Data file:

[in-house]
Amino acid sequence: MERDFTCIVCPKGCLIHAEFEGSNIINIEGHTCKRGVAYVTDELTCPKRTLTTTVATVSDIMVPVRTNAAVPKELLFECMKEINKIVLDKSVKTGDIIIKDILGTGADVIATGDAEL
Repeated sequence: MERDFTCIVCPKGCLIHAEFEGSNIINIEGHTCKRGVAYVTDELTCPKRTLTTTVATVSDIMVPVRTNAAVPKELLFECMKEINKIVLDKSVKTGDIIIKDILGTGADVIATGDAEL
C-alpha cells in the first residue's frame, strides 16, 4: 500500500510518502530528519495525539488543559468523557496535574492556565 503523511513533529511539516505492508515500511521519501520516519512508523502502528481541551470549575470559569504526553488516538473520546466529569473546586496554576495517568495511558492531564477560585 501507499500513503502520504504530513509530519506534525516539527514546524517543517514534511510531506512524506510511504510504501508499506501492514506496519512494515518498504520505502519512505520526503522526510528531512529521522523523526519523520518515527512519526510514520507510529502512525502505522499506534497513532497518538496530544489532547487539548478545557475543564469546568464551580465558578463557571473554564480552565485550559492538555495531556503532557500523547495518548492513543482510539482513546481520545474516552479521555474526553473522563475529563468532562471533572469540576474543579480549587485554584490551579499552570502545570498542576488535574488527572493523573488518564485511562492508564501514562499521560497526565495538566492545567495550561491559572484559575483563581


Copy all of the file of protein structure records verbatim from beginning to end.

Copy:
[in-house]
Amino acid sequence: MERDFTCIVCPKGCLIHAEFEGSNIINIEGHTCKRGVAYVTDELTCPKRTLTTTVATVSDIMVPVRTNAAVPKELLFECMKEINKIVLDKSVKTGDIIIKDILGTGADVIATGDAEL
Repeated sequence: MERDFTCIVCPKGCLIHAEFEGSNIINIEGHTCKRGVAYVTDELTCPKRTLTTTVATVSDIMVPVRTNAAVPKELLFECMKEINKIVLDKSVKTGDIIIKDILGTGADVIATGDAEL
C-alpha cells in the first residue's frame, strides 16, 4: 500500500510518502530528519495525539488543559468523557496535574492556565 503523511513533529511539516505492508515500511521519501520516519512508523502502528481541551470549575470559569504526553488516538473520546466529569473546586496554576495517568495511558492531564477560585 501507499500513503502520504504530513509530519506534525516539527514546524517543517514534511510531506512524506510511504510504501508499506501492514506496519512494515518498504520505502519512505520526503522526510528531512529521522523523526519523520518515527512519526510514520507510529502512525502505522499506534497513532497518538496530544489532547487539548478545557475543564469546568464551580465558578463557571473554564480552565485550559492538555495531556503532557500523547495518548492513543482510539482513546481520545474516552479521555474526553473522563475529563468532562471533572469540576474543579480549587485554584490551579499552570502545570498542576488535574488527572493523573488518564485511562492508564501514562499521560497526565495538566492545567495550561491559572484559575483563581